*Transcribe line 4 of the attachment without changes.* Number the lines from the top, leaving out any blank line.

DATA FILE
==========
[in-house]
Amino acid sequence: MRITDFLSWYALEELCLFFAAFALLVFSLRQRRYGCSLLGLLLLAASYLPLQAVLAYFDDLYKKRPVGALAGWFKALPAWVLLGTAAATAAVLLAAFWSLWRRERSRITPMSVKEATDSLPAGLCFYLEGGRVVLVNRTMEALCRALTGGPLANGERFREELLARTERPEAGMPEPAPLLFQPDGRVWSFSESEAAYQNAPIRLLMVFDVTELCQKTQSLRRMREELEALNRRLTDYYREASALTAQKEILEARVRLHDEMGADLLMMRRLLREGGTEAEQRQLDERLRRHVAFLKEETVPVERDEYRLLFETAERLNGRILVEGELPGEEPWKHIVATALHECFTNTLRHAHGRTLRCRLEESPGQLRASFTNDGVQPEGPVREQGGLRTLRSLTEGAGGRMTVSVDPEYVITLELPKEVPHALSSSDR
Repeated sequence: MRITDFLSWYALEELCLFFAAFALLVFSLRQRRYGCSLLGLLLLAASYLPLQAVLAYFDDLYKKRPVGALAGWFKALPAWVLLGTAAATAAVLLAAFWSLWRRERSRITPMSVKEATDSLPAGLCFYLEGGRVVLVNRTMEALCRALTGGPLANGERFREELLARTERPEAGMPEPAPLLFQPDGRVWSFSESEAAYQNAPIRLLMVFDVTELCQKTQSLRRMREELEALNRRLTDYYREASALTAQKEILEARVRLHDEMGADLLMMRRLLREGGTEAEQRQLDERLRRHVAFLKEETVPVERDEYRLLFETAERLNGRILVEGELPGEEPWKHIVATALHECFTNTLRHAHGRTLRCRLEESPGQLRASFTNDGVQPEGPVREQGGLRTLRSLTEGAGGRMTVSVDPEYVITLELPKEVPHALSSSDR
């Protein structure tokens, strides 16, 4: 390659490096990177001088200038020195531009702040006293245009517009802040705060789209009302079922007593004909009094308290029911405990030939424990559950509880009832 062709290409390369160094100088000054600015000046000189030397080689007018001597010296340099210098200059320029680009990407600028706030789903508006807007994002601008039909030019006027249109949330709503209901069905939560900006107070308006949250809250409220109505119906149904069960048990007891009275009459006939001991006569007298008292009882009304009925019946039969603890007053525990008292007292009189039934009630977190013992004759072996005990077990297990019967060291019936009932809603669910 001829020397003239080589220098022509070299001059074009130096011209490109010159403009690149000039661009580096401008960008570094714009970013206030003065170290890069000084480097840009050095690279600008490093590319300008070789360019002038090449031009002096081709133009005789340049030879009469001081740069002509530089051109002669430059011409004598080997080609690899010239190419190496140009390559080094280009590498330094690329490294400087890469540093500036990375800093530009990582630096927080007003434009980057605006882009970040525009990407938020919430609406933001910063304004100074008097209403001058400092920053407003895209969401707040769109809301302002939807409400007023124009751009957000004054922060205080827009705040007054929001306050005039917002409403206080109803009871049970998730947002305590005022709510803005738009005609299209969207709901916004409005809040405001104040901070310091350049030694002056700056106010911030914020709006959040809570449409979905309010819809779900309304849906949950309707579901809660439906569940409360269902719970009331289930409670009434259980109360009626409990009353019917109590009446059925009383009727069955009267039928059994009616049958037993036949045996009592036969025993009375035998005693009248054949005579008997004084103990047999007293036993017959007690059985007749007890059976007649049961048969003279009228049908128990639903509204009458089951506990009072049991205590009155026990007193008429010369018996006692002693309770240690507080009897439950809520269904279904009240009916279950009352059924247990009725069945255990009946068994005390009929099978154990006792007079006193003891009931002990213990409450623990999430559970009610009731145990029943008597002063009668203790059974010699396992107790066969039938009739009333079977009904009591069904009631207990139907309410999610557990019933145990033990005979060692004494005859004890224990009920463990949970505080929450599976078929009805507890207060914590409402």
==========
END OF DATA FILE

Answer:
């Protein structure tokens, strides 16, 4: 390659490096990177001088200038020195531009702040006293245009517009802040705060789209009302079922007593004909009094308290029911405990030939424990559950509880009832 062709290409390369160094100088000054600015000046000189030397080689007018001597010296340099210098200059320029680009990407600028706030789903508006807007994002601008039909030019006027249109949330709503209901069905939560900006107070308006949250809250409220109505119906149904069960048990007891009275009459006939001991006569007298008292009882009304009925019946039969603890007053525990008292007292009189039934009630977190013992004759072996005990077990297990019967060291019936009932809603669910 001829020397003239080589220098022509070299001059074009130096011209490109010159403009690149000039661009580096401008960008570094714009970013206030003065170290890069000084480097840009050095690279600008490093590319300008070789360019002038090449031009002096081709133009005789340049030879009469001081740069002509530089051109002669430059011409004598080997080609690899010239190419190496140009390559080094280009590498330094690329490294400087890469540093500036990375800093530009990582630096927080007003434009980057605006882009970040525009990407938020919430609406933001910063304004100074008097209403001058400092920053407003895209969401707040769109809301302002939807409400007023124009751009957000004054922060205080827009705040007054929001306050005039917002409403206080109803009871049970998730947002305590005022709510803005738009005609299209969207709901916004409005809040405001104040901070310091350049030694002056700056106010911030914020709006959040809570449409979905309010819809779900309304849906949950309707579901809660439906569940409360269902719970009331289930409670009434259980109360009626409990009353019917109590009446059925009383009727069955009267039928059994009616049958037993036949045996009592036969025993009375035998005693009248054949005579008997004084103990047999007293036993017959007690059985007749007890059976007649049961048969003279009228049908128990639903509204009458089951506990009072049991205590009155026990007193008429010369018996006692002693309770240690507080009897439950809520269904279904009240009916279950009352059924247990009725069945255990009946068994005390009929099978154990006792007079006193003891009931002990213990409450623990999430559970009610009731145990029943008597002063009668203790059974010699396992107790066969039938009739009333079977009904009591069904009631207990139907309410999610557990019933145990033990005979060692004494005859004890224990009920463990949970505080929450599976078929009805507890207060914590409402």